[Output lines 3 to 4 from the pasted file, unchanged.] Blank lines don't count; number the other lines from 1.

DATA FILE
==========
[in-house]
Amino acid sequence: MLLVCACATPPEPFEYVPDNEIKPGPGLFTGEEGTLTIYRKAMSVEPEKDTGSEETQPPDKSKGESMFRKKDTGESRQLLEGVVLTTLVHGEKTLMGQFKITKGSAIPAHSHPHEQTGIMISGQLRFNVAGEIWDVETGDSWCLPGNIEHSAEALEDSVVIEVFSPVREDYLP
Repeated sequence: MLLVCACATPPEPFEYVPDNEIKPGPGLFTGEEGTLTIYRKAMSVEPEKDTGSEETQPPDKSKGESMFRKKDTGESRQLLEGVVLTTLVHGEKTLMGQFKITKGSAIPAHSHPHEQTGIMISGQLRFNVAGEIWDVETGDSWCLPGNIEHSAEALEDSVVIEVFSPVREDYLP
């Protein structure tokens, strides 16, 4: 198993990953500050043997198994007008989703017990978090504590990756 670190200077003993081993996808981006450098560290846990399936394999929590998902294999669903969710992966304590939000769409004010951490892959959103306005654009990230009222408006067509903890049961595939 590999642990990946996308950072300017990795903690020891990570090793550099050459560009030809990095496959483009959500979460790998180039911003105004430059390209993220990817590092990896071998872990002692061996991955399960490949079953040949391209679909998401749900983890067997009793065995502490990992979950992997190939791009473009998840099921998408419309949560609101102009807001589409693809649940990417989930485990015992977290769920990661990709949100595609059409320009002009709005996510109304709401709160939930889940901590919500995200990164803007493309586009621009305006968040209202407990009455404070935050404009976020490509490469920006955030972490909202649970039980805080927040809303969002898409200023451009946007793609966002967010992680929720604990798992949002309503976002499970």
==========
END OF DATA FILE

Repeated sequence: MLLVCACATPPEPFEYVPDNEIKPGPGLFTGEEGTLTIYRKAMSVEPEKDTGSEETQPPDKSKGESMFRKKDTGESRQLLEGVVLTTLVHGEKTLMGQFKITKGSAIPAHSHPHEQTGIMISGQLRFNVAGEIWDVETGDSWCLPGNIEHSAEALEDSVVIEVFSPVREDYLP
């Protein structure tokens, strides 16, 4: 198993990953500050043997198994007008989703017990978090504590990756 670190200077003993081993996808981006450098560290846990399936394999929590998902294999669903969710992966304590939000769409004010951490892959959103306005654009990230009222408006067509903890049961595939 590999642990990946996308950072300017990795903690020891990570090793550099050459560009030809990095496959483009959500979460790998180039911003105004430059390209993220990817590092990896071998872990002692061996991955399960490949079953040949391209679909998401749900983890067997009793065995502490990992979950992997190939791009473009998840099921998408419309949560609101102009807001589409693809649940990417989930485990015992977290769920990661990709949100595609059409320009002009709005996510109304709401709160939930889940901590919500995200990164803007493309586009621009305006968040209202407990009455404070935050404009976020490509490469920006955030972490909202649970039980805080927040809303969002898409200023451009946007793609966002967010992680929720604990798992949002309503976002499970």